Between consumer tastes and government mandates, automakers have been scrambling to offer more fuel efficient vehicles. The pressure led to some overly-generous MPG ratings, which in turn led to lawsuits and downwardly-corrected MPG numbers. Now the EPA wants to take a closer look at the testing methods used by automakers, reports Automotive News.
Ford and Kia/Hyundai have taken the hardest hits from consumers complaining about lower-than-expected real world MPG ratings, which has led the EPA to reevaluate certain testing procedures. Under particular scrutiny is the 80 MPH “coast down” test, which is designed to testing aerodynamic friction by having the car cost to a stop from highway speeds. Automakers apply this test differently, leading to more favorable MPG ratings that have become something of a scandal over in Europe as well.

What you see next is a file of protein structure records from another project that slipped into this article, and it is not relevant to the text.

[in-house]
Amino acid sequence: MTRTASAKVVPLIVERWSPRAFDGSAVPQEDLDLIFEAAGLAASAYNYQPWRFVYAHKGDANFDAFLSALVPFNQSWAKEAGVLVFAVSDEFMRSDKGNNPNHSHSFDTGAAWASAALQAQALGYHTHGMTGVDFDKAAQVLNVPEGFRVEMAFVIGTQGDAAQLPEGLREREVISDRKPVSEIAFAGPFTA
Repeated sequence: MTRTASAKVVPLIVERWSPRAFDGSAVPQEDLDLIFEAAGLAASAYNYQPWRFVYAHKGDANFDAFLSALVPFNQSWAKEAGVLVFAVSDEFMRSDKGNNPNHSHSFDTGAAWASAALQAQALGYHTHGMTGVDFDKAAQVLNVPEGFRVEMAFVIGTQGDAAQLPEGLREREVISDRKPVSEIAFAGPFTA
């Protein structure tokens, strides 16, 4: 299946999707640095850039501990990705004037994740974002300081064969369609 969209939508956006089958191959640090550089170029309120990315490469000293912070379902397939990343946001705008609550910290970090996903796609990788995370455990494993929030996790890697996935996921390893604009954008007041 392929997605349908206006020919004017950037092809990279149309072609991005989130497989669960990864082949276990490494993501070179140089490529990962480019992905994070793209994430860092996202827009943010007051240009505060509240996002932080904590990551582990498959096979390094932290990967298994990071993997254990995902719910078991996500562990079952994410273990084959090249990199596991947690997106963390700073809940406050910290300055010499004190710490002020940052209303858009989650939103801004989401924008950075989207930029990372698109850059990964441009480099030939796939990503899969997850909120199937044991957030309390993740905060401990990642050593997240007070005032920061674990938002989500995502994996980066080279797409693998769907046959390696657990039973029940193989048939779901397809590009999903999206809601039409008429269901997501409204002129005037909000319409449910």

Also under consideration is the closure of a loophole that allows cars with similar weights and drivetrains to get the same fuel economy ratings without further testing. The EPA will also commit to doing more MPG audits, as automakers are basically placed on an honor system when it comes to MPG ratings, with the government agency testing just a small fraction of the cars for itself. This loophole allowed Ford to apply higher-than-expected ratings to the C-Max Hybrid, though once it went back and re-tested the car (and others) it found that the coast down test was giving its cars a higher rating than it ought to. Ultimately the Blue Oval was forced to correct the MPG ratings of six vehicles, which hurt sales of the C-Max particularly hard.
To their credit both Ford and Hyundai/Kia have refunded customers to the tune of millions of dollars for the lowered MPG rating, and the EPA has since taken to auditing the fuel economy of production vehicles a lot more frequently. Of course if automakers just followed Mitsubishi’s example and applied the kind of MPG ratings you can actually expect in real world driving, we wouldn’t have this problem in the first place.